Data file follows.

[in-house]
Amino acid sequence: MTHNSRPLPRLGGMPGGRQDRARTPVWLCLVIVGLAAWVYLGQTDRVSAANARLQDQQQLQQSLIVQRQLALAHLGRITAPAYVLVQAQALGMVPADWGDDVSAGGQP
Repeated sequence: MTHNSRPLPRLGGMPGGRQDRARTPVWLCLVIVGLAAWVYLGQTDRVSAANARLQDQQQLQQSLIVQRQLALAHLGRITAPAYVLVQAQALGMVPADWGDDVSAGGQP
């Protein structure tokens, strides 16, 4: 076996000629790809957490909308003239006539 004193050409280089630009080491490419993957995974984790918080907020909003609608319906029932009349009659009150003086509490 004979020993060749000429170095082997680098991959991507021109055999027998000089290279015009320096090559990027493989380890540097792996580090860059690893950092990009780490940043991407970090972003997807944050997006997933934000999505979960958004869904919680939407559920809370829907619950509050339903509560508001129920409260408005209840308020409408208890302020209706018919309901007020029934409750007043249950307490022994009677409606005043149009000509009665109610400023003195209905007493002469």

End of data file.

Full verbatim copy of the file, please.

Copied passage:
[in-house]
Amino acid sequence: MTHNSRPLPRLGGMPGGRQDRARTPVWLCLVIVGLAAWVYLGQTDRVSAANARLQDQQQLQQSLIVQRQLALAHLGRITAPAYVLVQAQALGMVPADWGDDVSAGGQP
Repeated sequence: MTHNSRPLPRLGGMPGGRQDRARTPVWLCLVIVGLAAWVYLGQTDRVSAANARLQDQQQLQQSLIVQRQLALAHLGRITAPAYVLVQAQALGMVPADWGDDVSAGGQP
């Protein structure tokens, strides 16, 4: 076996000629790809957490909308003239006539 004193050409280089630009080491490419993957995974984790918080907020909003609608319906029932009349009659009150003086509490 004979020993060749000429170095082997680098991959991507021109055999027998000089290279015009320096090559990027493989380890540097792996580090860059690893950092990009780490940043991407970090972003997807944050997006997933934000999505979960958004869904919680939407559920809370829907619950509050339903509560508001129920409260408005209840308020409408208890302020209706018919309901007020029934409750007043249950307490022994009677409606005043149009000509009665109610400023003195209905007493002469």